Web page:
While William P. Clark has just been installed in the top ranks of the White House staff, some presidential advisers are already pushing a second-stage shift that would mean the departure of presidential counselor Edwin Meese III--possibly to the post of attorney general.
All concerned vehemently deny knowledge of such a plan. Nonetheless, informed sources told The Washington Post that such a development is likely in view of the personalities involved and a feeling among some that Meese is miscast as a policy administrator.
The reshuffle is contingent on Clark's mastering his new role as President Reagan's national security adviser, building a competent organization at the National Security Council staff, and cementing a strong relationship with White House chief of staff James A. Baker III, these sources said. All that is likely to take from several months to a year.
But at that point a change will take place, they said, especially if a Supreme Court vacancy or some other such prize should open an opportunity for the president to shift William French Smith from the attorney generalship.
This scenario, according to sources with a long history as advisers to President Reagan, is advocated by Nancy Reagan, deputy chief of staff Michael K. Deaver and others with whom the president met during his most recent California vacation. It is not clear, however, whether the plan has been broached to Reagan.
Deaver, when informed of the substance of the report, termed it "preposterous." Sheila Tate, the First Lady's spokeswoman, said that Mrs. Reagan "does not involve herself in the personnel matters, or any matters, of the West Wing of the White House." Meese told The Post, "I think it's completely untrue." An aide to Smith said the attorney general had no such change in mind.
Nonetheless, both the original source and others privy to the discussions that led to Clark's replacing ousted national security adviser Richard V. Allen earlier this week insisted that the second step of the process would see the departure of Meese from the White House.
Their view reflected the belief, expressed with increasing openness in recent days by some subordinates of Meese, Baker and Deaver, that Meese would be better off in the law enforcement area, where he began his public career in California.
There have been reports that Meese coveted the attorney generalship before it was given to Smith, Reagan's personal lawyer, but Meese told The Post he could not credit reports that he might be shifted to the Justice Department.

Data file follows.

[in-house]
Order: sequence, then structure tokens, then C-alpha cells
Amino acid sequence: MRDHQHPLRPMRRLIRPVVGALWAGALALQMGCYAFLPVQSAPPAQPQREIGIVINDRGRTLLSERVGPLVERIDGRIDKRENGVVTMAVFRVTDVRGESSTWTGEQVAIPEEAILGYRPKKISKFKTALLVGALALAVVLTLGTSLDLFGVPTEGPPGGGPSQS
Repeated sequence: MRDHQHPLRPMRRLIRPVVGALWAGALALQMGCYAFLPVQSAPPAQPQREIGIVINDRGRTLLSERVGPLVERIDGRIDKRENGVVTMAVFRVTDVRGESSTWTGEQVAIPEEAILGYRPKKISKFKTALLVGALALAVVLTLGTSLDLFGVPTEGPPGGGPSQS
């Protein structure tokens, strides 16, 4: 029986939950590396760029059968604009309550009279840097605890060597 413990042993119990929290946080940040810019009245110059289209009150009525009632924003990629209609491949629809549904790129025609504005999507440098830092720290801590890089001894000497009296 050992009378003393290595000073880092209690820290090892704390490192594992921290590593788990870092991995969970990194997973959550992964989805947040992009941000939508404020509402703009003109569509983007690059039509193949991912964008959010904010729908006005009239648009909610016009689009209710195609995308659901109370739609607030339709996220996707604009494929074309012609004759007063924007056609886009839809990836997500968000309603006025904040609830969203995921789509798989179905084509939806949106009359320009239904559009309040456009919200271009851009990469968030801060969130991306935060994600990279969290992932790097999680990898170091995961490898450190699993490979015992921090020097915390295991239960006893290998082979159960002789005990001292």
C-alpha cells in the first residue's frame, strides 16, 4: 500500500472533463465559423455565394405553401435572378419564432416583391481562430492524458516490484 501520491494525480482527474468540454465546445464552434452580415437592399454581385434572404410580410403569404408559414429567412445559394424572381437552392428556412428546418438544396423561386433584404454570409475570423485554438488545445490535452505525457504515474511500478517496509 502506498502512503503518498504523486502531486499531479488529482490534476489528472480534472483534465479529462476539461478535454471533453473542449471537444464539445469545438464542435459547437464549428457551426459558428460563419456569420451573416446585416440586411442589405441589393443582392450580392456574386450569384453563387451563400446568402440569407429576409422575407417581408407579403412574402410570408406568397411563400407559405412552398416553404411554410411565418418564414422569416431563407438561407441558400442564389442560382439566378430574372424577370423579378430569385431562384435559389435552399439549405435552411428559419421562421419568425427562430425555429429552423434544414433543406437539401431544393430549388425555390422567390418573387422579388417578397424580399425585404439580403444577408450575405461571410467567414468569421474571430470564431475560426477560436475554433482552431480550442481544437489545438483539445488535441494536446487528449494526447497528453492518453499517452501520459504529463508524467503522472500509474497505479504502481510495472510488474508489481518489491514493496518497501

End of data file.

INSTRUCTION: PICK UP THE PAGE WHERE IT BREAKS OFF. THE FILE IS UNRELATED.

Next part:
"This is the first I've heard of it," he said. "The president and I have a relationship that if this were ever contemplated, I would know about it, and the same with Nancy and Mike."
Deaver said he was unaware of any desire on Meese's part to succeed Smith and said the notion that Meese would be sent there against his wishes "is a preposterous assumption. Bill Clark was brought over from the State Department to fill the Dick Allen vacancy, and there's nothing more beyond that."
In the face of those strong statements, The Post's sources said that as long ago as last summer and as recently as December, discussions before the president have surfaced the view that "the triumvirate" of Baker, Meese and Deaver "can't work" because "Ed wanders all over the lot and does nothing."
One person with access to the president said he personally had made the point to the president several times in the last six months, adding that, in his opinion, Reagan's experience with the work that reaches him through Meese as policy coordinator had provided evidence of tardiness and sloppiness in the operation.
This source also suggested that with Clark taking over as national security adviser, reporting directly to the president, Meese would find his remaining role as domestic policy counselor a secondary one. This would be particularly the case if, as some second-level White House staff members suggest, Meese's domestic policy deputy, Martin Anderson, is increasingly eclipsed in influence by members of Baker's staff.
The Post's sources raised two large cautionary notes, however. One is the lengthy period that Clark may need to establish himself as national security adviser and to rebuild what these sources described as a badly depleted staff in the Allen-era National Security Council.
The second is the uncertainty about Smith's tenure as attorney general. These sources said Reagan would not push Smith out, unless it was to a higher post, such as the Supreme Court; nor would he push Meese out, unless it was to a Cabinet position he would like, such as attorney general.